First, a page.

As prices increase, here are 13 tips for reducing your energy use at home

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As Prices Increase, Here Are 13 Tips For Reducing Your Energy Use At Home As Prices Increase, Here Are 13 Tips For Reducing Your Energy Use At Home
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By Sam Wylie-Harris, PA

With a winter of discontent on the cards, at least as far as our energy bills are concerned, chances are you’re extremely concerned about fuel consumption and the amount of gas and electricity you use.

Here are some tips from Angela Terry, environmental scientist and founder of the green consumer website One Home who says you don’t need to spend a fortune on house renovations to cut your energy bills and make your home more eco-friendly.

1. Insulate that loft

Heat rises, which means around a quarter of all home heat loss is via the roof. If you have a loft, make sure it’s insulated. What’s more, make sure that insulation is 30cm thick. Top up the insulation if the depth is less than this.

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2. Seal those leaky windows and doors

If you can feel cold air coming in through gaps around window and doors, you can quickly seal them with inexpensive rubber trim found in most DIY shops.

3. Close your curtains

This is a really easy one but so many people leave their curtains or blinds open at night, allowing expensive heat to seep out via windows. Close your curtains from dusk to dawn to maximise the power of your heating.

 

4. Upscale your window dressing

When buying or making new curtains, go for the thickest material you can afford and add a thermal lining. Same with blinds, choose a thermal option or blackout blinds.

5. Regulate your room temperatures

The ideal temperature is 19 degrees Celsius. Most people overheat their homes. In particular, make sure your bedrooms are kept cooler than communal rooms. Your duvet and a hot water bottle can keep you snuggled up at night!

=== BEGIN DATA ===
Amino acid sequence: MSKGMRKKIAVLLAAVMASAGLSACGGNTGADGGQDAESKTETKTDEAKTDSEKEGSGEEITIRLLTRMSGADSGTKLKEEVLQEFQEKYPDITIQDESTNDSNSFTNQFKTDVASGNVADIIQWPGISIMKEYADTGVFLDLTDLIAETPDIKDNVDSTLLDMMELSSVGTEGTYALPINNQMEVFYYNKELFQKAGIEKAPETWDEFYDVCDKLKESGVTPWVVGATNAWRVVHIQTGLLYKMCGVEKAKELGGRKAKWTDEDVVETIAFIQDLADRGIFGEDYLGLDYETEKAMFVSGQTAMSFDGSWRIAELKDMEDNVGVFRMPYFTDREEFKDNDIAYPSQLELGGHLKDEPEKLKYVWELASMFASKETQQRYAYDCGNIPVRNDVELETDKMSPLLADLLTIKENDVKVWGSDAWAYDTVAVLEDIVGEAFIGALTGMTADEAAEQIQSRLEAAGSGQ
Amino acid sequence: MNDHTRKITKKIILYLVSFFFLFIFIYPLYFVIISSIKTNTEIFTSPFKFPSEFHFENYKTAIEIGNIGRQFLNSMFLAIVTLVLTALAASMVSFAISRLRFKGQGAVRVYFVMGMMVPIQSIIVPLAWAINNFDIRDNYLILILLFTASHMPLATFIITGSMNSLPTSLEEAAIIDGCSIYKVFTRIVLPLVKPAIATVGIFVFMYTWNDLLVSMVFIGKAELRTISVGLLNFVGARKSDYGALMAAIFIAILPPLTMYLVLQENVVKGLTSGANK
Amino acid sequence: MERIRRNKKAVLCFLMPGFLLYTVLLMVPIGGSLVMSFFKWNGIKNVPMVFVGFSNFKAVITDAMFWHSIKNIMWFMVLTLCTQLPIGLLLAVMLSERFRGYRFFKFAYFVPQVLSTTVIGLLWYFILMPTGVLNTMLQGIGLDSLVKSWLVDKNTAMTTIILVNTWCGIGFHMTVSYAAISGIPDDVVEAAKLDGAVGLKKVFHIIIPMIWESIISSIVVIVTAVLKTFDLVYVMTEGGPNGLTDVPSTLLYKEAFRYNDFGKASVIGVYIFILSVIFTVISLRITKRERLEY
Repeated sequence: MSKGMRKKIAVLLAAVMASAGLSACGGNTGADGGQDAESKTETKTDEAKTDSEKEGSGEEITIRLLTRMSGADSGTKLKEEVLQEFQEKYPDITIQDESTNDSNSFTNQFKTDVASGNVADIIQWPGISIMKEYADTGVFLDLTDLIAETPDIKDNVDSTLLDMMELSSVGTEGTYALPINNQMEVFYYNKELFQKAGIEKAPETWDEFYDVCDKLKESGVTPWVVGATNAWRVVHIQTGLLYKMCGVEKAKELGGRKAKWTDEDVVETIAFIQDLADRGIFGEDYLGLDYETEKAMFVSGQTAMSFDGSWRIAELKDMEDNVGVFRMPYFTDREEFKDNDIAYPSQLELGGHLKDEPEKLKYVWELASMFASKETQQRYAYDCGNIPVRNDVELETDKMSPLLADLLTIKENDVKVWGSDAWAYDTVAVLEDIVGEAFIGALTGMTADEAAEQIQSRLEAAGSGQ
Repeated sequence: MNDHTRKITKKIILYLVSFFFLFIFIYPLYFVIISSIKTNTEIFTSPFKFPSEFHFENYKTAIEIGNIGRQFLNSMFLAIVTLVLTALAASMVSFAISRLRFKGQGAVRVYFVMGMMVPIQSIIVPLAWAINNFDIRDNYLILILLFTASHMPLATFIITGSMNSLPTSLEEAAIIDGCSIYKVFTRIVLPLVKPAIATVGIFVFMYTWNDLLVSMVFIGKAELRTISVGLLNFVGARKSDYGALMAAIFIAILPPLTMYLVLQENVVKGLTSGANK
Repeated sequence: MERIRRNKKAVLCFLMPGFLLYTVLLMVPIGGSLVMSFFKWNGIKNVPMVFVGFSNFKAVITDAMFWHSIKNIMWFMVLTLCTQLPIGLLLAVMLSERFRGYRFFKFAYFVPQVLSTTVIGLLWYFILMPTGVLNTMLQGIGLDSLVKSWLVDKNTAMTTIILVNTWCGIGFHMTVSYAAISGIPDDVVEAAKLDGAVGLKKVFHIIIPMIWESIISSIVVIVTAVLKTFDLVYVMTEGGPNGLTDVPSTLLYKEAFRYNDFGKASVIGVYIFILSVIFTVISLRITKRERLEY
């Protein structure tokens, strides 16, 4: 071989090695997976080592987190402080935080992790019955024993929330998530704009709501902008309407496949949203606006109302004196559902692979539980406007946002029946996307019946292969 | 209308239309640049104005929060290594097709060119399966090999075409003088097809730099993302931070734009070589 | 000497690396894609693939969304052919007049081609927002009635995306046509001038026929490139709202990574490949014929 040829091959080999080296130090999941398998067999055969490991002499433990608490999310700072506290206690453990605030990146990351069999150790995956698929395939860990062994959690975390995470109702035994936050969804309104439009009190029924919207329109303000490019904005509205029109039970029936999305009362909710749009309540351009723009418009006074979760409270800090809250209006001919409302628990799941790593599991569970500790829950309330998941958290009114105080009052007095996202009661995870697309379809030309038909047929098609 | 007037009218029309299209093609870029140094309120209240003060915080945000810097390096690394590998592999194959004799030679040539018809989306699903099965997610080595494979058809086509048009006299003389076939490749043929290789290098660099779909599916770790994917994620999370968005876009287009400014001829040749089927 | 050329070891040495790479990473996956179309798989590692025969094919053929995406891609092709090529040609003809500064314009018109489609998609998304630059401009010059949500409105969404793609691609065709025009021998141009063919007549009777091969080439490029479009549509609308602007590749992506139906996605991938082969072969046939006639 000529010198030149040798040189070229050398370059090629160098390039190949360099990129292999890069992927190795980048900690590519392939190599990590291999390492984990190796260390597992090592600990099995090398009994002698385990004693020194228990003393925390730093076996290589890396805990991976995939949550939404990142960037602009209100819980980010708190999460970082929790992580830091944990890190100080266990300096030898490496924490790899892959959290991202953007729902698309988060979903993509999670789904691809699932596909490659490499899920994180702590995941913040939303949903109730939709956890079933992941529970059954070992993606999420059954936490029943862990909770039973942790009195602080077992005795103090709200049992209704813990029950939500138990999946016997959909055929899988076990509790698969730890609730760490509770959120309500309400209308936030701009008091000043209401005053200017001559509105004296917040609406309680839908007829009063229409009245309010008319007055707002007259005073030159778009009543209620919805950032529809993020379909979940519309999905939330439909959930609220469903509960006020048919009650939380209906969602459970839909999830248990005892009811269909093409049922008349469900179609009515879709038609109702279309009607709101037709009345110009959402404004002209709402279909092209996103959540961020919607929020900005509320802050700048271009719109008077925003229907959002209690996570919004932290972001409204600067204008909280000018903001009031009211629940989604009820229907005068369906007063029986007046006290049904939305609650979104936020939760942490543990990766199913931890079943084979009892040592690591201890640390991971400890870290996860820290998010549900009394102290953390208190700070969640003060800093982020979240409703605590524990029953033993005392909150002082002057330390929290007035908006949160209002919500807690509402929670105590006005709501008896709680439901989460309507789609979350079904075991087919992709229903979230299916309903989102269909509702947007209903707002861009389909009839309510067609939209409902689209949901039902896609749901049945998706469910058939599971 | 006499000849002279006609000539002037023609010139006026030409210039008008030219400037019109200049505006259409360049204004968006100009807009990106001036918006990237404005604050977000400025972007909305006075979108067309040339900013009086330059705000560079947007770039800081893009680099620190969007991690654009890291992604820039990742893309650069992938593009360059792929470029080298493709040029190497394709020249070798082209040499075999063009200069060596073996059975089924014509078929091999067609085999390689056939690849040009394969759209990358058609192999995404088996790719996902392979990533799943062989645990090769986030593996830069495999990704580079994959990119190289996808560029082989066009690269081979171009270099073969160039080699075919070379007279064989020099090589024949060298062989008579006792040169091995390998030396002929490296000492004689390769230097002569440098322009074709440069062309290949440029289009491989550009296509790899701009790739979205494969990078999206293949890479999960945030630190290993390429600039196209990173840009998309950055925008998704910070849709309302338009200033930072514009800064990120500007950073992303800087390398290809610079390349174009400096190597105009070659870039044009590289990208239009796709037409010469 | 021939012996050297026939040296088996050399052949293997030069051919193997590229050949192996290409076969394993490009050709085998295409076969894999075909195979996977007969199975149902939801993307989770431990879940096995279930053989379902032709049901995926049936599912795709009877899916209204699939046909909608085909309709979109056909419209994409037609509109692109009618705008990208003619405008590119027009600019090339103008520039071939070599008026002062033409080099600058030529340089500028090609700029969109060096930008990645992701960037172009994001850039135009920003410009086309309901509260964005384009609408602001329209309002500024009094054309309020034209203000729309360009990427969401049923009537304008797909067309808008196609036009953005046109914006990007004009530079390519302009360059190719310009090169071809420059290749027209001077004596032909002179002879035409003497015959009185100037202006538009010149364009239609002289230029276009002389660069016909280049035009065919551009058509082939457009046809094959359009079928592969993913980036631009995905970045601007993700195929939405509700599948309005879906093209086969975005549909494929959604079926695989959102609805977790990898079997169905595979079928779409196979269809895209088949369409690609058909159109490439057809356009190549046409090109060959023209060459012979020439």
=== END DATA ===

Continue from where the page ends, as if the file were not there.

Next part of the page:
YouTube videos can help you understand how to programme your heating controls, so you only pay to heat hot water and rooms when you need them

6. Glaze over

If you can’t afford double glazing, you can buy secondary glazing instead. It is just an affordable film that you stick over windows, but it can significantly reduce escaping energy — and therefore bills.

7. Put standby on standby

Parasitic energy is the energy wasted when you forget to turn off your TV or computers. It’s literally throwing money away — as well as contributing completely needlessly to global warming. Turn off every machine when you’re not using it.

8. Insulate, insulate, insulate

If you can afford to, insulate your property as much as possible. Cavity wall insulation is easiest and cheapest. This involves foam or beads being injected into the gap between the inner wall and outer brickwork.

Older properties may well have solid walls, which will require internal insulation. The best thing to do with this is fit it when you redecorate, as it requires attaching solid insulation boards to your external walls.

9. Lag those pipes

Make sure all internal pipes — including those in your loft — are insulated with lagging, which you can buy from a DIY shop or plumber’s merchant. It will improve your boiler’s efficiency.

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10.  Green your lighting

Swap any remaining old halogen bulbs for LEDs. Not only do they reduce your carbon footprint, they consume much less electricity and are also much safer, as they emit very little heat.

11. Upgrade your white goods

When buying new white goods, like washing machines or dishwashers, always go for a model with an A++ rating, as they are the cheapest to run.

 

12. Block that chimney

Open chimneys suck all the hot air out of your house. A chimney balloon is an easy and affordable way to keep hot air in and cold air out. A kind of inflated plastic pillow, it also blocks pollution and stops birds or other wildlife falling down.

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13. Check your rating

If you want to know how energy efficient your home is, dig out your Energy Performance Certificate (EPC), which provides a rating of your home’s environmental performance.

Properties are placed in bands from A to G, with an A rating being the most efficient, and G the least. One Home provides an easy guide to understanding and improving your EPC.

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